Vikings Offense Poses Similar Threat as Titans to Seahawks

It doesn't get any easier for the Seahawks' defense this Sunday. After playing 42 minutes against Derrick Henry and the Titans, the unit faces a Vikings offense stocked with the necessary firepower to make for yet another long afternoon.
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With an elite stable of offensive weapons, the Titans walked into Lumen Field on Sunday and spoiled the return of the 12s with a 33-30 upset over the Seahawks in overtime. 

As its offense faltered through the final three periods of play, Seattle's defense wore down to the tune of a near 20-minute time of possession differential while it desperately searched for answers to slow down the Tennessee attack. But running back Derrick Henry took one long look at the gassed unit and said, "I don't think you have the facilities for that, big man" as he exploded for three second-half touchdowns to put his team over the top in one of the most hostile environments in the NFL. 

Heading back out on the road for the next two weeks, the Seahawks will look to regroup versus a Vikings team they've had plenty of success against in recent years. Hosting them at Lumen Field in each of the past three seasons, the Seahawks have gone 3-0 while outscoring the Vikings 85-63. Each game has gotten progressively closer in that time, however, with the two sides' most recent matchup being decided by just one point on a last-second touchdown connection between Seattle quarterback Russell Wilson and receiver DK Metcalf. 

But Minnesota offers a very similar challenge to the one Tennessee presented this past week: a three-headed monster of top-tier playmakers and a quarterback more than capable of executing his team's gameplan to a tee. While the Vikings operate in more under center looks than the Titans do, the philosophy of their approach is relatively the same; they want to pound the rock with running back Dalvin Cook and methodically work their way down the field with one of the league's most underrated receiving duos in Justin Jefferson and Adam Thielen. 

Don't overlook second-year wideout K.J. Osborn either. Through the first two games of the season, Osborn has one more reception (12) than Jefferson (11) and more receiving yards (167 to 136) on four less targets (15 to 19). He's become a reliable tertiary receiving threat for quarterback Kirk Cousins here in the early going, filling the void left by tight end Kyle Rudolph's departure to the Giants and Irv Smith Jr.'s season-ending meniscus tear.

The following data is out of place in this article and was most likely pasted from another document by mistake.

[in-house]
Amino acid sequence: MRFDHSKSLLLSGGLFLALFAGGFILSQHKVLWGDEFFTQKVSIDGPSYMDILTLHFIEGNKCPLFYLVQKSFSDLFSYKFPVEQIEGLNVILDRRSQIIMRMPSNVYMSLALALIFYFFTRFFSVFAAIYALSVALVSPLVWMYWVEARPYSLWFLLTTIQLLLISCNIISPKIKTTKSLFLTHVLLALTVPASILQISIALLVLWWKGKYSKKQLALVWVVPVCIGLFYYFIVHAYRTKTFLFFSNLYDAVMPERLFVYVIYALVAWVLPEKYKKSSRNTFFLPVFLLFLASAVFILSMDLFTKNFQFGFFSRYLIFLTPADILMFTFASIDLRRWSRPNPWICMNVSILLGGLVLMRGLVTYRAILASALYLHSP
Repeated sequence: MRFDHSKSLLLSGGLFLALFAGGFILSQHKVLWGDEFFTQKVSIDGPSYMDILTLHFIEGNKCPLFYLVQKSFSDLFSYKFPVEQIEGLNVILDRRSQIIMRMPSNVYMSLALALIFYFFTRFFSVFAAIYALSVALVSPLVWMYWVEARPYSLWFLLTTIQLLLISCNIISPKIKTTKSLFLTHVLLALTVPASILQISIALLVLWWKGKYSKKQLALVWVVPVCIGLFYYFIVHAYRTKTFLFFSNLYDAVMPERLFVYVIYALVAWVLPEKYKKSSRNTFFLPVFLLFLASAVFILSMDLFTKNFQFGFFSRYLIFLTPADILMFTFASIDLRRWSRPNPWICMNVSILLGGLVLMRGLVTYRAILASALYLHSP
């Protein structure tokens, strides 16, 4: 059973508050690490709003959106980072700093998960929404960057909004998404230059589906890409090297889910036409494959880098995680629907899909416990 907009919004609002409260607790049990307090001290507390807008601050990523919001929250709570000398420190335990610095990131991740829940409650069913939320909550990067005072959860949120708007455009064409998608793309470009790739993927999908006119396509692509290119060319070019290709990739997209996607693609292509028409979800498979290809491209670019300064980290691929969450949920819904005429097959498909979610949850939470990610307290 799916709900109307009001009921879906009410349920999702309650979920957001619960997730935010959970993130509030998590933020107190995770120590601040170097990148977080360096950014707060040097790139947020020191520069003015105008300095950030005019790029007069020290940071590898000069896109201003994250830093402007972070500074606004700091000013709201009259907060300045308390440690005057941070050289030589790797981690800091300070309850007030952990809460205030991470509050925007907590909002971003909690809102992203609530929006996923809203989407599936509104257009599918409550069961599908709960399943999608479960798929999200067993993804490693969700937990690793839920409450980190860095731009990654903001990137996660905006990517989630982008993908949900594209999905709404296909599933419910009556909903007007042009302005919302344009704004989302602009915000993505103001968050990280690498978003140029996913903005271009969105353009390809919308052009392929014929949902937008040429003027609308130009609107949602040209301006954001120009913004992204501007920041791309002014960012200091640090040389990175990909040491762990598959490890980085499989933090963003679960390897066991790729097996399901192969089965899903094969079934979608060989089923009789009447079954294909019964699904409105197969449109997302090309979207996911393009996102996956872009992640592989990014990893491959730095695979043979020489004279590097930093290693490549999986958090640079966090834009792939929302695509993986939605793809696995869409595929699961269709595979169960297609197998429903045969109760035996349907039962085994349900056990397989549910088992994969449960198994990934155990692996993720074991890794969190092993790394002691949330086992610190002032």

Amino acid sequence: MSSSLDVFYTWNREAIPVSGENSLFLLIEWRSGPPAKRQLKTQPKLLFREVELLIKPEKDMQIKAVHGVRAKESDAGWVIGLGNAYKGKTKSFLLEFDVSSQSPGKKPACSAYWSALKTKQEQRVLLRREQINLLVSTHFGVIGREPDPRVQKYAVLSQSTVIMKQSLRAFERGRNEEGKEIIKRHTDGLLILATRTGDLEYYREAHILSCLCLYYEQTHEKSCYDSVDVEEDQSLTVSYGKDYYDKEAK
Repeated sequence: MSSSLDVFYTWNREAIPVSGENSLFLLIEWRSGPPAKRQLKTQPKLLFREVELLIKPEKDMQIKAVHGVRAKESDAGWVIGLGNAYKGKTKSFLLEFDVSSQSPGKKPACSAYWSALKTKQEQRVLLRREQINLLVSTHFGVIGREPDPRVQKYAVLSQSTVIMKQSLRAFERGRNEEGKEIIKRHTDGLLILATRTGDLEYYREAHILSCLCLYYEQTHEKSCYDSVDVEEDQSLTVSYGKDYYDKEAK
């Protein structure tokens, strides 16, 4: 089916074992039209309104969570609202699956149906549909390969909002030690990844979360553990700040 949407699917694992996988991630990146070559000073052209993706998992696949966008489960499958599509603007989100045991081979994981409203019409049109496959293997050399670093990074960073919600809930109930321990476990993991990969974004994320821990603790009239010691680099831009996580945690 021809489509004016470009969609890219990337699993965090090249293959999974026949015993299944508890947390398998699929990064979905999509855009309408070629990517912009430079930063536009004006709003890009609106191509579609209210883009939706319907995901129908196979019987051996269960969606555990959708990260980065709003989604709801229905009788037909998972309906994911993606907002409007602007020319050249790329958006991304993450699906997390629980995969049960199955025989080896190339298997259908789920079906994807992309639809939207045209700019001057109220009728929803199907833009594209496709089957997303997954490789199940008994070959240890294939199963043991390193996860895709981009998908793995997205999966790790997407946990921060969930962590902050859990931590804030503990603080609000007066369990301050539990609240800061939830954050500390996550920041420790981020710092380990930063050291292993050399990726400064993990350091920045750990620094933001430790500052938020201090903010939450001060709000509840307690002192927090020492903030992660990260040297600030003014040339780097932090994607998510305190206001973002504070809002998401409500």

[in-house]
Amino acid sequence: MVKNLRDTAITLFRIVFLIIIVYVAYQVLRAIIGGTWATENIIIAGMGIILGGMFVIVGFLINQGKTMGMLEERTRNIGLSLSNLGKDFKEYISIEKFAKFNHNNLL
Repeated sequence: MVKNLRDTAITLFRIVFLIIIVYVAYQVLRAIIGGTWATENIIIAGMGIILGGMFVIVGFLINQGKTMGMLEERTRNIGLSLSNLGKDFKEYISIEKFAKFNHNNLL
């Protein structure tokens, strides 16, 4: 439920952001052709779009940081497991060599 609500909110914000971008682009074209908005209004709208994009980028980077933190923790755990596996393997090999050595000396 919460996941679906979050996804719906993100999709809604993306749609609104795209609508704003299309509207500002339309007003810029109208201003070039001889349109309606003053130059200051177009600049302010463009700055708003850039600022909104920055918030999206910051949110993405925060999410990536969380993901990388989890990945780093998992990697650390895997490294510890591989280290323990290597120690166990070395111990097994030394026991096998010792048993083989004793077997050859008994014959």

Personnel-wise, this is once again an unideal matchup for the Seahawks, particularly in the passing game. It's too early in the week to tell if there will be a change made at right cornerback, but assuming Tre Flowers is starting for a third-straight game, expect Cousins to hammer the right side of the defense. The fourth-year corner has failed to show any growth through the first two weeks of the year, most recently being picked apart by Julio Jones and company for 102 yards on four catches. A technician like Thielen or Jefferson could make Flowers' afternoon a rather long one.

How Seattle handles the passing game in general will be interesting. Against Tennessee, it mainly rushed four while playing two-high safety looks for most of the afternoon. Consequently, the pass rush wasn't able to consistently get home on its own, often affording Ryan Tannehill enough time to process his reads and fire from a relatively clean pocket. Neither Flowers nor D.J. Reed will be able to stick to Thielen and Jefferson for too long, so there must be some form of consistent pressure in Cousins' face to avoid backbreaking gains—particularly on third downs. 

What the Vikings ultimately live and die by, however, is their rushing attack. And the Seahawks might be at a disadvantage if Bryan Mone (elbow) can't go for the second week in a row, though the concern here really is how they play the run off the edge. Interior defenders Poona Ford and Al Woods both had strong outings against the Titans, but Henry still rushed for 189 yards on the day. Simply put: they cannot let Cook follow suit and create on the outside.

But much like last week, Seattle's fate will be determined by its offense. Shane Waldron will be tasked to orchestrate a more efficient, surgical approach that eats up clock and keeps the defense off the field. If he fails and the defense has to play 40-plus minutes for yet another week, the Seahawks have no chance to get back above .500 this Sunday.

The Vikings' offensive identity is predicated on being able to control the flow of the game. So the more time and opportunities they have to possess the ball, the worse the afternoon will get for Pete Carroll's crew.